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Comment on “The effect of disease-modifying anti-rheumatic drugs on skeletal muscle mass in rheumatoid arthritis patients: a systematic review with meta-analysis”

A Letter to this article was published on 01 November 2022

The Original Article was published on 19 July 2022

Abstract

We read with great interest the article by Hein et al., which described the meta-analysis study on the impact of disease-modifying anti-rheumatic drugs (DMARDs) therapy on skeletal muscle mass in rheumatoid arthritis (RA) patients. While the data presented are impressive, we add some remarks about methodological issues that should be considered. First, this meta-analysis does not include several necessary studies that have provided data on the relationship between anti-tumor necrosis factor (anti-TNF) therapy and body composition. To make the meta-analysis more comprehensive, it could be necessary to incorporate these studies into this analysis. Second, this study did not employ a representative measure of skeletal muscle mass that was adjusted for body size, such as skeletal muscle mass index (SMI). It is well recognized that skeletal muscle mass varies with body size, particularly height and body mass index. Given the heterogeneity background of body size in the studies included in this meta-analysis, it may be worthwhile to conduct an additional analysis regarding the associations between DMARDs and the adjusted measure of skeletal muscle mass such as SMI, which is recommended in several guidelines when determining and contrasting the quantity of skeletal muscle mass. Third, when determining body composition, several reports show variances between bioelectrical impedance analysis (BIA) and dual-energy X-ray absorptiometry (DEXA) in RA as well as in general. In this regard, it may not be appropriate to simultaneously perform a meta-analysis of skeletal muscle mass determined by DEXA and BIA. With the issues described above, we conclude by recommending additional investigations to strengthen the arguments presented by this valuable meta-analysis.

Dear Editor,

We read with great interest the article by Hein et al. [1], which described the meta-analysis study on the impact of disease-modifying anti-rheumatic drugs (DMARDs) therapy on skeletal muscle mass in rheumatoid arthritis (RA) patients. While the data presented are impressive, we would like to add some remarks about methodological issues that should be considered.

First, this meta-analysis does not include several necessary studies that have provided data on the relationship between anti-tumor necrosis factor (anti-TNF) therapy and body composition. For instance, Serelis et al. showed the information on body composition before and one year following anti-TNF therapy [2]. Additionally, Eric Toussirot et al. also presented data on body composition before, 1 year after, and 2 years after anti-TNF medication [3]. These studies appear to meet the criteria proposed by the authors; thus, it could be necessary to include them to make the meta-analysis more comprehensive.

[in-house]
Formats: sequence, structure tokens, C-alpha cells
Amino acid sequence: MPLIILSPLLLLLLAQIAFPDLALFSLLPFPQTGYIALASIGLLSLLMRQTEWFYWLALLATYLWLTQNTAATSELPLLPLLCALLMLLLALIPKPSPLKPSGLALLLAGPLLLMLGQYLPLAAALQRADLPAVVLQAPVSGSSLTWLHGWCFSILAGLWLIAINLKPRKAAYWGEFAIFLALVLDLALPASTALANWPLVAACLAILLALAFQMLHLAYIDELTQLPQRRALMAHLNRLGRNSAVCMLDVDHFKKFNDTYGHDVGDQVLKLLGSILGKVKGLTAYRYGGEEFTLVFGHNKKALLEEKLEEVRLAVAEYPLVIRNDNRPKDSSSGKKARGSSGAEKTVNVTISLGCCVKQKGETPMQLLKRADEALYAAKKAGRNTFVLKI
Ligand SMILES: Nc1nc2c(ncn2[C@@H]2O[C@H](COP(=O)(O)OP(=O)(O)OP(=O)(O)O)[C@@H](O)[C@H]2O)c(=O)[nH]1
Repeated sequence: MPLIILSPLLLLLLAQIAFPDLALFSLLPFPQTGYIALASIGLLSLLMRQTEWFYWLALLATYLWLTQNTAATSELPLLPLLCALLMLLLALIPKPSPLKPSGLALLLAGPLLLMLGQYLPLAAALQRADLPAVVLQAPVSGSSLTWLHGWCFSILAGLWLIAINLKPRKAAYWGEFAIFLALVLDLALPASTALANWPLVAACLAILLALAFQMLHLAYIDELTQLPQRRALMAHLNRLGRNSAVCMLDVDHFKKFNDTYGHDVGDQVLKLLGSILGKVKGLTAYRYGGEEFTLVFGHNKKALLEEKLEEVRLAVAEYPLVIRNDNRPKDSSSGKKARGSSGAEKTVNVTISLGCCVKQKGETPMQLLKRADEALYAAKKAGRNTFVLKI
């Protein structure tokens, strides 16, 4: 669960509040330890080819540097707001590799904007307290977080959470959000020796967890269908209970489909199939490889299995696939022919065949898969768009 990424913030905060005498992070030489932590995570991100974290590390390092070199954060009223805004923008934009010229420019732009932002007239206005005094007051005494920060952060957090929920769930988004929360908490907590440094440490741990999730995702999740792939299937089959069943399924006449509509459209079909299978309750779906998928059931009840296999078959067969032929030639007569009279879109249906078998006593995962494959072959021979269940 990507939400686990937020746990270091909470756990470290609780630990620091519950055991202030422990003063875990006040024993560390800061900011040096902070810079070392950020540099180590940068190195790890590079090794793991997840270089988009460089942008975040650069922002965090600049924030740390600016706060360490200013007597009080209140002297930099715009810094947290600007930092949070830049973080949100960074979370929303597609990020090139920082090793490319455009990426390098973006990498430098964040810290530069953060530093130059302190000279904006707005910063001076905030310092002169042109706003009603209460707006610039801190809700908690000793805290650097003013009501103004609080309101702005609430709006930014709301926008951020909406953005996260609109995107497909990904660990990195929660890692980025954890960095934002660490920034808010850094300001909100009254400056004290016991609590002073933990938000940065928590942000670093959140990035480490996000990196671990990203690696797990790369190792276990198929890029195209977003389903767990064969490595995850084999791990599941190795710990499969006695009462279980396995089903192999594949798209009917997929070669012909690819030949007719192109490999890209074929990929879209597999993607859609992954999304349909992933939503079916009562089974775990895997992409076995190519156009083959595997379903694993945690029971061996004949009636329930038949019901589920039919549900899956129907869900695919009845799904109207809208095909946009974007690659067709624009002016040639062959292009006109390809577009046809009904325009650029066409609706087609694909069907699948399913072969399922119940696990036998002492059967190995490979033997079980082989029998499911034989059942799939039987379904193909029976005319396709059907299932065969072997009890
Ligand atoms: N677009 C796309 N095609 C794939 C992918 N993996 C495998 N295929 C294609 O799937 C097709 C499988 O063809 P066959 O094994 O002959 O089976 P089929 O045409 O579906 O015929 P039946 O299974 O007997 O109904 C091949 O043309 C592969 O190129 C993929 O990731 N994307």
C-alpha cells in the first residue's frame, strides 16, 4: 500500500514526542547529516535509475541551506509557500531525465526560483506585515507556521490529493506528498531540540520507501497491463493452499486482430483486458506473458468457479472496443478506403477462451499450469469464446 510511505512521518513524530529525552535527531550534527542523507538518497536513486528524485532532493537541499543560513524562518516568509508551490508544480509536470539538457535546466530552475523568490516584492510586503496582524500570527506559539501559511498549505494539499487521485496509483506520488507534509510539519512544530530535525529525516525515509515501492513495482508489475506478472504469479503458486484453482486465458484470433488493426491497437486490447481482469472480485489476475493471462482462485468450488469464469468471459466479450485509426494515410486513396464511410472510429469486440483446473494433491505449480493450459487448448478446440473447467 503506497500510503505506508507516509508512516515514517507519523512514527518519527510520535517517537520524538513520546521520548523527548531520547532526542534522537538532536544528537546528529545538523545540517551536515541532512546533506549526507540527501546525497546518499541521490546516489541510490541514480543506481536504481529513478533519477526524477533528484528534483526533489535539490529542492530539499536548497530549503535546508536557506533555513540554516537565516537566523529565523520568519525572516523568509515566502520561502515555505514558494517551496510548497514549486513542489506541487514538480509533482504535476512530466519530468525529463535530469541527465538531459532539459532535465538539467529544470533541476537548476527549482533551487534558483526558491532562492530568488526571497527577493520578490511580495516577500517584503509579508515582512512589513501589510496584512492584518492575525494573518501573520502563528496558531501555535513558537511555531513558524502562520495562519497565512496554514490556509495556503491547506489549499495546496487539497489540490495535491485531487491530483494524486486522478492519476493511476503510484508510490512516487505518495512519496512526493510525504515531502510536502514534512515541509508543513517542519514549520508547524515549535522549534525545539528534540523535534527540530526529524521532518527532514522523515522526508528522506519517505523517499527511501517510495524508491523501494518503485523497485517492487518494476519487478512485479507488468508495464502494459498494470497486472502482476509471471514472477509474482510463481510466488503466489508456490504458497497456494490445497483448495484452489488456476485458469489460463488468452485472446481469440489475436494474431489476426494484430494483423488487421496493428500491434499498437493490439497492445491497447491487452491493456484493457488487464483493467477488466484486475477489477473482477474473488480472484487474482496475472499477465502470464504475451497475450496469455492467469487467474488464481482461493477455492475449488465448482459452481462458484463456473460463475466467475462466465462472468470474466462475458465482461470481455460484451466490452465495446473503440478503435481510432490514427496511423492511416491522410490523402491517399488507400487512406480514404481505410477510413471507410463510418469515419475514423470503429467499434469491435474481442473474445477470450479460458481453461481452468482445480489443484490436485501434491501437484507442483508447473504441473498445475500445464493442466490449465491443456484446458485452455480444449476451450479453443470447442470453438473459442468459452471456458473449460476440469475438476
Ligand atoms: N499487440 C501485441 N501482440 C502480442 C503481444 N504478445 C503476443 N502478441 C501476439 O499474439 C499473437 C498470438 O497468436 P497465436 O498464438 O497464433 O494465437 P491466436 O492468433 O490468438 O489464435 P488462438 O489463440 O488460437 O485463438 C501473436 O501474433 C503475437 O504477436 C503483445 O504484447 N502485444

Second, this study did not employ a representative measure of skeletal muscle mass that was adjusted for body size, such as skeletal muscle mass index (SMI). It is well recognized that skeletal muscle mass varies with body size, particularly height and body mass index (BMI). This raises the possibility that even when the same proportion of skeletal muscle mass changes, the absolute degree of that change may vary between populations with larger and smaller body sizes. For this reason, several recommendations, including those for sarcopenia, recommend using skeletal muscle mass that has been adjusted for height or BMI when determining and contrasting the quantity of skeletal muscle mass [4, 5]. Given the heterogeneity background of the studies included in this meta-analysis, it may be worthwhile to conduct an additional analysis regarding the associations between DMARDs and the adjusted indicator of skeletal muscle mass such as SMI, which indicators are included in several studies in this meta-analysis.

Third, when determining body composition, there are variances between bioelectrical impedance analysis (BIA) and dual-energy X-ray absorptiometry (DEXA). In comparison to DEXA, BIA is known to overestimate skeletal muscle mass in the general population [6]. Similar to this, BIA has overestimated the amount of fat-free mass in RA patients [7]. In this regard, it may not be appropriate to simultaneously perform a meta-analysis of skeletal muscle mass determined by DEXA and BIA.

We conclude by recommending more investigations to strengthen the arguments presented by this informative meta-analysis due to the significant methodological issues we raised.

Availability of data and materials

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Abbreviations

DMARDs:

Disease-modifying anti-rheumatic drugs

RA:

Rheumatoid arthritis

TNF:

Tumor necrosis factor

SMI:

Skeletal muscle mass index

BMI:

Body mass index

DEXA:

Dual-energy X-ray absorptiometry

BIA:

Bioelectrical impedance analysis

References

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HM and MH wrote the letter. TM, MK, and YF contributed to the supervision of the letter. The authors approved the final version of the manuscript.

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Correspondence to Hiroto Minamino or Motomu Hashimoto.

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Minamino, H., Torii, M., Katsushima, M. et al. Comment on “The effect of disease-modifying anti-rheumatic drugs on skeletal muscle mass in rheumatoid arthritis patients: a systematic review with meta-analysis”. Arthritis Res Ther 24, 245 (2022). https://doi.org/10.1186/s13075-022-02931-6

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Keywords

  • Rheumatoid arthritis
  • Skeletal muscle mass
  • Sarcopenia
  • DMARD
  • Meta-analysis